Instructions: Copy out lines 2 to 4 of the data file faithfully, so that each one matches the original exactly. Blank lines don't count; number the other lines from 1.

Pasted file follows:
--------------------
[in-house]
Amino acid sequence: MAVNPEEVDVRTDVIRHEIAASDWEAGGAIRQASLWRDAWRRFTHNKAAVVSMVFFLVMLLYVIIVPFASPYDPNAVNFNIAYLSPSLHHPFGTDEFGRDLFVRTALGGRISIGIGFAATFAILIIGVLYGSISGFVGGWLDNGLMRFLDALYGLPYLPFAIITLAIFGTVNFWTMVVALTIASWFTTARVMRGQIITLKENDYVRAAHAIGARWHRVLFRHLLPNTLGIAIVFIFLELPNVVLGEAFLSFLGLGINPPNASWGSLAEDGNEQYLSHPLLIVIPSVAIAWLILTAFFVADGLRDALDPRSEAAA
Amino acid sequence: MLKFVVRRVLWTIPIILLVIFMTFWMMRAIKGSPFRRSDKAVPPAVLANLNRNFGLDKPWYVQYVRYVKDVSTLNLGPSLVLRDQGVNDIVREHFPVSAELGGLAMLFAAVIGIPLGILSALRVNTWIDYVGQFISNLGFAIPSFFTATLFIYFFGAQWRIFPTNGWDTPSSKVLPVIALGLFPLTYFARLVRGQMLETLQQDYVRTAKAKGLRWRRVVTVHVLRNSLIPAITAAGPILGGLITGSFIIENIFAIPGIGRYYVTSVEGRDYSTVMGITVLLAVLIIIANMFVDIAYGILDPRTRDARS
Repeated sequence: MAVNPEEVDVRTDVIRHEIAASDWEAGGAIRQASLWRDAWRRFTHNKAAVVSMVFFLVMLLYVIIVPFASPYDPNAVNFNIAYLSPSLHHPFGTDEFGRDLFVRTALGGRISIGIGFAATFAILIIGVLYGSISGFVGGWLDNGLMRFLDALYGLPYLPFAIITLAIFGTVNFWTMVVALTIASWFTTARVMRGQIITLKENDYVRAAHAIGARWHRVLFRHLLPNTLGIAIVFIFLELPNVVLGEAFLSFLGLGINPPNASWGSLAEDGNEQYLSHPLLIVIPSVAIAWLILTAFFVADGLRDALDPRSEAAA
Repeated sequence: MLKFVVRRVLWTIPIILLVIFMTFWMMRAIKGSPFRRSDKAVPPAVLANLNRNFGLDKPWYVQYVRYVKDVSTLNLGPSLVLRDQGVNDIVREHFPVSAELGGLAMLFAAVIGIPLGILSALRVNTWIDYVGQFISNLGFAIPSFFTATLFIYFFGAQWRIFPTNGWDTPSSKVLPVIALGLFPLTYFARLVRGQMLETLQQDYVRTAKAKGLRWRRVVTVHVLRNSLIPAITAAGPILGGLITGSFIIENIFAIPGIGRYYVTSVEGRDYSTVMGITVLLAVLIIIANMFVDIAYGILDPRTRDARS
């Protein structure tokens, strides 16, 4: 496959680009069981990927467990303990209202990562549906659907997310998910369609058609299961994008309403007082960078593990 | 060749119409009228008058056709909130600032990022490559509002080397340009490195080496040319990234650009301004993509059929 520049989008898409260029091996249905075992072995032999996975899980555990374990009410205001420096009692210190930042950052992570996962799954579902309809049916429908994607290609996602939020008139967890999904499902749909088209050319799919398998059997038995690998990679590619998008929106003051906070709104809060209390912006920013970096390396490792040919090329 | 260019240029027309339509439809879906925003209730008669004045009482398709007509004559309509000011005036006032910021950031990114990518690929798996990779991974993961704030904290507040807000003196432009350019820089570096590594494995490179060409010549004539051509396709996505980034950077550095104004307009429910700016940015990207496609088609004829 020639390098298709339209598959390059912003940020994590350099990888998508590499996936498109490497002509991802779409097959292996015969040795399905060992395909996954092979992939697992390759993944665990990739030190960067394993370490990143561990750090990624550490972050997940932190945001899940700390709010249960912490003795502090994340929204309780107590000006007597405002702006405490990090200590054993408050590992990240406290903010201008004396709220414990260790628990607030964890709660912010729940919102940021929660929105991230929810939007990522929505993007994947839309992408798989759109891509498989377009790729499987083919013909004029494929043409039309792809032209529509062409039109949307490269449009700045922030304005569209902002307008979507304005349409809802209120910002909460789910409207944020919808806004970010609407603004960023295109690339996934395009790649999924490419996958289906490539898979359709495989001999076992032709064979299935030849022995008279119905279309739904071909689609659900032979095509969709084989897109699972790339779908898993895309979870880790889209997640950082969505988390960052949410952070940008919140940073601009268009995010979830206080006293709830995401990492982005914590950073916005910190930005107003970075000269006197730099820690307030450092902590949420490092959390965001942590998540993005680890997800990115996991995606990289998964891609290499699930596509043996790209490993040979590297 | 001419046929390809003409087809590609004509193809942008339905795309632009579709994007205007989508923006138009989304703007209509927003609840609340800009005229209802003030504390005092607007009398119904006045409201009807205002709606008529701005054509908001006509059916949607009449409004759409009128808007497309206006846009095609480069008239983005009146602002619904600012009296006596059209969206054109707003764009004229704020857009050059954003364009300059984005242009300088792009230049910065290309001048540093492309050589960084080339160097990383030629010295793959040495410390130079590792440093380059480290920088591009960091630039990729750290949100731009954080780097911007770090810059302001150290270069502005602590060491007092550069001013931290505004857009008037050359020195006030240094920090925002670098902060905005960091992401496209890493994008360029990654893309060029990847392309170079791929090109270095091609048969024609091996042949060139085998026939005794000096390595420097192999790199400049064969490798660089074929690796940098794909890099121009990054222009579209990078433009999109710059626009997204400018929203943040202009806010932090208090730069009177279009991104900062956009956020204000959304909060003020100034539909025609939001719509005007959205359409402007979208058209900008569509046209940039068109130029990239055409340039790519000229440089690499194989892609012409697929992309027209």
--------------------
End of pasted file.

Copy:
Amino acid sequence: MAVNPEEVDVRTDVIRHEIAASDWEAGGAIRQASLWRDAWRRFTHNKAAVVSMVFFLVMLLYVIIVPFASPYDPNAVNFNIAYLSPSLHHPFGTDEFGRDLFVRTALGGRISIGIGFAATFAILIIGVLYGSISGFVGGWLDNGLMRFLDALYGLPYLPFAIITLAIFGTVNFWTMVVALTIASWFTTARVMRGQIITLKENDYVRAAHAIGARWHRVLFRHLLPNTLGIAIVFIFLELPNVVLGEAFLSFLGLGINPPNASWGSLAEDGNEQYLSHPLLIVIPSVAIAWLILTAFFVADGLRDALDPRSEAAA
Amino acid sequence: MLKFVVRRVLWTIPIILLVIFMTFWMMRAIKGSPFRRSDKAVPPAVLANLNRNFGLDKPWYVQYVRYVKDVSTLNLGPSLVLRDQGVNDIVREHFPVSAELGGLAMLFAAVIGIPLGILSALRVNTWIDYVGQFISNLGFAIPSFFTATLFIYFFGAQWRIFPTNGWDTPSSKVLPVIALGLFPLTYFARLVRGQMLETLQQDYVRTAKAKGLRWRRVVTVHVLRNSLIPAITAAGPILGGLITGSFIIENIFAIPGIGRYYVTSVEGRDYSTVMGITVLLAVLIIIANMFVDIAYGILDPRTRDARS
Repeated sequence: MAVNPEEVDVRTDVIRHEIAASDWEAGGAIRQASLWRDAWRRFTHNKAAVVSMVFFLVMLLYVIIVPFASPYDPNAVNFNIAYLSPSLHHPFGTDEFGRDLFVRTALGGRISIGIGFAATFAILIIGVLYGSISGFVGGWLDNGLMRFLDALYGLPYLPFAIITLAIFGTVNFWTMVVALTIASWFTTARVMRGQIITLKENDYVRAAHAIGARWHRVLFRHLLPNTLGIAIVFIFLELPNVVLGEAFLSFLGLGINPPNASWGSLAEDGNEQYLSHPLLIVIPSVAIAWLILTAFFVADGLRDALDPRSEAAA